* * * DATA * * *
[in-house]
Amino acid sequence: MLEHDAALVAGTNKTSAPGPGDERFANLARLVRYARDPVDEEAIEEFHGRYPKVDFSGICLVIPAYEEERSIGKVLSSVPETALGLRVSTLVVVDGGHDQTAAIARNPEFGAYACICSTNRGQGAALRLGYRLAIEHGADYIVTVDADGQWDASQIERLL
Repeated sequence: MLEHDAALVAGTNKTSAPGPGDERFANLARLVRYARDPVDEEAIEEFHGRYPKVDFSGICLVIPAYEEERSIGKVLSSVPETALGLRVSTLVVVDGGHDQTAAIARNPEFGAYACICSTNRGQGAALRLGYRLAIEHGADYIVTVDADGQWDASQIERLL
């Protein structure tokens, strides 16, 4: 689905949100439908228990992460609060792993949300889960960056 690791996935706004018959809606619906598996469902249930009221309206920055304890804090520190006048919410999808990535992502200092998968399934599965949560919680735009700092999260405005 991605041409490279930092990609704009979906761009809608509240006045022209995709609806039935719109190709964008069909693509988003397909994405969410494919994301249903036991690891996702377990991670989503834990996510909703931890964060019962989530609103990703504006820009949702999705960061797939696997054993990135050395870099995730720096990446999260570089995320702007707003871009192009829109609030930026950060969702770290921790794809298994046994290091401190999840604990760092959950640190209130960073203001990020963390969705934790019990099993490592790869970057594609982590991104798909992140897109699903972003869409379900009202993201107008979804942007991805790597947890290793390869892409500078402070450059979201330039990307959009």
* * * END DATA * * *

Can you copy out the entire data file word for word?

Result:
[in-house]
Amino acid sequence: MLEHDAALVAGTNKTSAPGPGDERFANLARLVRYARDPVDEEAIEEFHGRYPKVDFSGICLVIPAYEEERSIGKVLSSVPETALGLRVSTLVVVDGGHDQTAAIARNPEFGAYACICSTNRGQGAALRLGYRLAIEHGADYIVTVDADGQWDASQIERLL
Repeated sequence: MLEHDAALVAGTNKTSAPGPGDERFANLARLVRYARDPVDEEAIEEFHGRYPKVDFSGICLVIPAYEEERSIGKVLSSVPETALGLRVSTLVVVDGGHDQTAAIARNPEFGAYACICSTNRGQGAALRLGYRLAIEHGADYIVTVDADGQWDASQIERLL
């Protein structure tokens, strides 16, 4: 689905949100439908228990992460609060792993949300889960960056 690791996935706004018959809606619906598996469902249930009221309206920055304890804090520190006048919410999808990535992502200092998968399934599965949560919680735009700092999260405005 991605041409490279930092990609704009979906761009809608509240006045022209995709609806039935719109190709964008069909693509988003397909994405969410494919994301249903036991690891996702377990991670989503834990996510909703931890964060019962989530609103990703504006820009949702999705960061797939696997054993990135050395870099995730720096990446999260570089995320702007707003871009192009829109609030930026950060969702770290921790794809298994046994290091401190999840604990760092959950640190209130960073203001990020963390969705934790019990099993490592790869970057594609982590991104798909992140897109699903972003869409379900009202993201107008979804942007991805790597947890290793390869892409500078402070450059979201330039990307959009």